Mentioning teens and sex in the same sentence, if you're not condemning them, often has negative consequences. Judith Levine, whose book Harmful to Minors (University of Minnesota Press, 2002) argued that children and teens can enjoy sexual pleasure safely, received death threats, and Surgeon General Joycelyn Elders was let go in 1994 after she advocated that masturbation be taught in schools. Elders understands that visions of kids waiting until they're legal adults to test out their libidos are strictly utopian. "Parents need to let go of the idea that ignorance maintains innocence and begin teaching age-appropriate facts to children," Elders wrote in a 1997 nerve.com essay. Critics such as blogger Dawn Eden regularly attack Teenwire, claiming it encourages teens to be sexually active, and Friedrichs has received hate mail. One gym teacher told her he "needed to take a cold shower" after reading her advice to homosexual male teens. Few want to acknowledge that sexual desire and curiosity are often formed well before 18 (the legal age of consent in New York State is 17).
Friedrichs is aghast that New York City schools only require 10 hours of HIV/AIDS prevention education. "Kids aren't getting comprehensive sex education that covers everything, including abstinence, safer sex, and sexual orientation. Most curricula don't acknowledge that kids want to have sex or address those desires reasonably and logically. Libraries have filters on Internet sites, so kids can't get into basic teen education sites." Keeley McNamara, a health educator at a school-based clinic, echoes this vision of sexual ignorance. "The adolescents I work with are full of myths about sex. I've heard everything from 'birth control makes you sterile' to 'you can't get pregnant if you have sex right before or after your period' to 'condoms don't protect you from HIV and other STDs.' " Both pin the blame on Section 510 of Title V of the Social Security Act, enacted under Clinton, which "has as its exclusive purpose, teaching the social, psychological, and health gains to be realized by abstaining from sexual activity." The law requires any school accepting Title V funding to solely offer abstinence-only sex education, without exploring or acknowledging other alternatives or birth control. Since Friedrichs and McNamara work within programs that are privately funded, they can teach classes that go beyond STD prevention.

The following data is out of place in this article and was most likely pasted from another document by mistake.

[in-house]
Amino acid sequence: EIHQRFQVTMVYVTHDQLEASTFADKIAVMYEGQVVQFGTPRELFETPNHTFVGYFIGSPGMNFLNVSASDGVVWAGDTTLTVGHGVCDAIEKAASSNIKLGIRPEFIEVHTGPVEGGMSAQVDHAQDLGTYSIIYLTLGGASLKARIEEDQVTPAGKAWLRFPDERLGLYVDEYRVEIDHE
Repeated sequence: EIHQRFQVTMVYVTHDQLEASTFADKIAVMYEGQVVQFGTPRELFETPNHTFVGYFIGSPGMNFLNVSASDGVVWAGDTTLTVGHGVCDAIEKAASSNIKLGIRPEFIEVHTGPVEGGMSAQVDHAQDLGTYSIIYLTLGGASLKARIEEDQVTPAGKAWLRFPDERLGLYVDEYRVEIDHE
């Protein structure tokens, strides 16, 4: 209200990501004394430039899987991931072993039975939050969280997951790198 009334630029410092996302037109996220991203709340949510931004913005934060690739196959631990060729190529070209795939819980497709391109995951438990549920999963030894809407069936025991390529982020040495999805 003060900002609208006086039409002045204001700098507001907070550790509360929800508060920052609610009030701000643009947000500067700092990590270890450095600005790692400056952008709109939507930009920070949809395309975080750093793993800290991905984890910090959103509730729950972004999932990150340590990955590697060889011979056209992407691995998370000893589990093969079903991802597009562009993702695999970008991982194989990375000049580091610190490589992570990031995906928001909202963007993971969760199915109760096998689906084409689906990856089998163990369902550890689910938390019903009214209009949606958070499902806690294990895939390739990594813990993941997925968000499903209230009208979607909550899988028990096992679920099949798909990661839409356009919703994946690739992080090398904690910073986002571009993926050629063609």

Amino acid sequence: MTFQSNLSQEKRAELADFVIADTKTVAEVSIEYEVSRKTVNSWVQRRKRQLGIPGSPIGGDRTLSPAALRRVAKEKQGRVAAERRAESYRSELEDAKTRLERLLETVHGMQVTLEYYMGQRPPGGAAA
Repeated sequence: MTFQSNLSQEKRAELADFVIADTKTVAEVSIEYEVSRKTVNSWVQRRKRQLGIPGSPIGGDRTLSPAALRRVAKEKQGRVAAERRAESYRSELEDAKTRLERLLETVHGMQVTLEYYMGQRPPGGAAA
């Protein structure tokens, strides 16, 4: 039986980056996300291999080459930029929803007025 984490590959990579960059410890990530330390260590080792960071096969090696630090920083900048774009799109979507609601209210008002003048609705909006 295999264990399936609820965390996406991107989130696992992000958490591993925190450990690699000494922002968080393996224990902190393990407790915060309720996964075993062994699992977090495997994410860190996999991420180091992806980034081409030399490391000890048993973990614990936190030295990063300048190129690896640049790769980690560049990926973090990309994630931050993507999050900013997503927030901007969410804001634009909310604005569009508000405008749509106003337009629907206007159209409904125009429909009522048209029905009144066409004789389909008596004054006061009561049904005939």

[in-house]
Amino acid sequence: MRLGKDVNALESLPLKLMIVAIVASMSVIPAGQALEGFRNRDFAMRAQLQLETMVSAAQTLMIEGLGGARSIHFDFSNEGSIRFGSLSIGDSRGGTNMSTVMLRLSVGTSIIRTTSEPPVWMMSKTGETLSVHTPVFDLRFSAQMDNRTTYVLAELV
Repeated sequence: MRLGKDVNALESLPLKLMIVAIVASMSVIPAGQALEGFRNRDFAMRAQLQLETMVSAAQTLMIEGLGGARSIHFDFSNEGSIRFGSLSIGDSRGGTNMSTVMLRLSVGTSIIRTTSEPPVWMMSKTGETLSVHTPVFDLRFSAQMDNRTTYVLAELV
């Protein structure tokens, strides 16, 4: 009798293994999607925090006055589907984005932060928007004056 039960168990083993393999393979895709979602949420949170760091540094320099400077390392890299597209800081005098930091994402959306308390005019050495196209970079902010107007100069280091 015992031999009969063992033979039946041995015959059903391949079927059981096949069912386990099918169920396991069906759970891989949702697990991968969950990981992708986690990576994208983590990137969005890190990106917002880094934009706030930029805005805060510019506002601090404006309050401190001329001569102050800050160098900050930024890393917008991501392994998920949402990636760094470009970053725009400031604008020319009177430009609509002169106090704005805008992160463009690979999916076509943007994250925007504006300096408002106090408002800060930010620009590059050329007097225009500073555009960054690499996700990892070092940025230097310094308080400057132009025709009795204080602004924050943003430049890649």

According to McNamara, there's a huge difference between promoting teen sex and providing teens with the necessary information to make informed decisions. "The current trend is to tell teenagers not to have sex, but they're numb to hearing that. I'm not in the practice of telling kids to have sex. I'll ask them if they liked their first sexual experience, and they'll look shocked and appalled that I've asked and say 'I don't know.' I'll tell them, 'If you didn't like it, maybe you shouldn't be having sex right now. There are ways to make it more fun, but your body might be telling you something.' " Contrary to the image of educators foisting condoms on unsuspecting students, these teachers explore all possible options. "We talk about ways to listen to what your body's trying to tell you, too," says McNamara.